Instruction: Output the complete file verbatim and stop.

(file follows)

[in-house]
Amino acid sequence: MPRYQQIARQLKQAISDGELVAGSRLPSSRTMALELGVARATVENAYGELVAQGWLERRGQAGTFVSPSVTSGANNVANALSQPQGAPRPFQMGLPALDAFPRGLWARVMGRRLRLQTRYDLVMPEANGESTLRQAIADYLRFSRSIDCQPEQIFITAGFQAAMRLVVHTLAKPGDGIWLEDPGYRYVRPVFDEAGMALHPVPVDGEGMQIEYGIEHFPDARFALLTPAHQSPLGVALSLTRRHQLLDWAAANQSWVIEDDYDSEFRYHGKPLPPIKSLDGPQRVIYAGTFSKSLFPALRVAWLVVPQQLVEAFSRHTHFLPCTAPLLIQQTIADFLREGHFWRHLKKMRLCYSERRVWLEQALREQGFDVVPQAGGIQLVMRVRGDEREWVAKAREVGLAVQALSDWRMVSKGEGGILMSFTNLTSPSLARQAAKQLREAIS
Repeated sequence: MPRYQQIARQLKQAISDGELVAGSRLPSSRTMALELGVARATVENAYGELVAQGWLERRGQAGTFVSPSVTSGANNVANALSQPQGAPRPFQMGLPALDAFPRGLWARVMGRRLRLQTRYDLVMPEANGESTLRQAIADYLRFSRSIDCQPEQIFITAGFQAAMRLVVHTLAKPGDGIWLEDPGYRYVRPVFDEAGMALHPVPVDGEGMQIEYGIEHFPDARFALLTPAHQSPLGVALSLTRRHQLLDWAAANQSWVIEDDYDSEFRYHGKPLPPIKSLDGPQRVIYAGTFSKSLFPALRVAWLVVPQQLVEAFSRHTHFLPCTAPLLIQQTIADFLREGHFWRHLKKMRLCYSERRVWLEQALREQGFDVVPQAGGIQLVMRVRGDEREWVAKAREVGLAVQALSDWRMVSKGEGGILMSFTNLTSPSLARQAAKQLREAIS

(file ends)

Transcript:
[in-house]
Amino acid sequence: MPRYQQIARQLKQAISDGELVAGSRLPSSRTMALELGVARATVENAYGELVAQGWLERRGQAGTFVSPSVTSGANNVANALSQPQGAPRPFQMGLPALDAFPRGLWARVMGRRLRLQTRYDLVMPEANGESTLRQAIADYLRFSRSIDCQPEQIFITAGFQAAMRLVVHTLAKPGDGIWLEDPGYRYVRPVFDEAGMALHPVPVDGEGMQIEYGIEHFPDARFALLTPAHQSPLGVALSLTRRHQLLDWAAANQSWVIEDDYDSEFRYHGKPLPPIKSLDGPQRVIYAGTFSKSLFPALRVAWLVVPQQLVEAFSRHTHFLPCTAPLLIQQTIADFLREGHFWRHLKKMRLCYSERRVWLEQALREQGFDVVPQAGGIQLVMRVRGDEREWVAKAREVGLAVQALSDWRMVSKGEGGILMSFTNLTSPSLARQAAKQLREAIS
Repeated sequence: MPRYQQIARQLKQAISDGELVAGSRLPSSRTMALELGVARATVENAYGELVAQGWLERRGQAGTFVSPSVTSGANNVANALSQPQGAPRPFQMGLPALDAFPRGLWARVMGRRLRLQTRYDLVMPEANGESTLRQAIADYLRFSRSIDCQPEQIFITAGFQAAMRLVVHTLAKPGDGIWLEDPGYRYVRPVFDEAGMALHPVPVDGEGMQIEYGIEHFPDARFALLTPAHQSPLGVALSLTRRHQLLDWAAANQSWVIEDDYDSEFRYHGKPLPPIKSLDGPQRVIYAGTFSKSLFPALRVAWLVVPQQLVEAFSRHTHFLPCTAPLLIQQTIADFLREGHFWRHLKKMRLCYSERRVWLEQALREQGFDVVPQAGGIQLVMRVRGDEREWVAKAREVGLAVQALSDWRMVSKGEGGILMSFTNLTSPSLARQAAKQLREAIS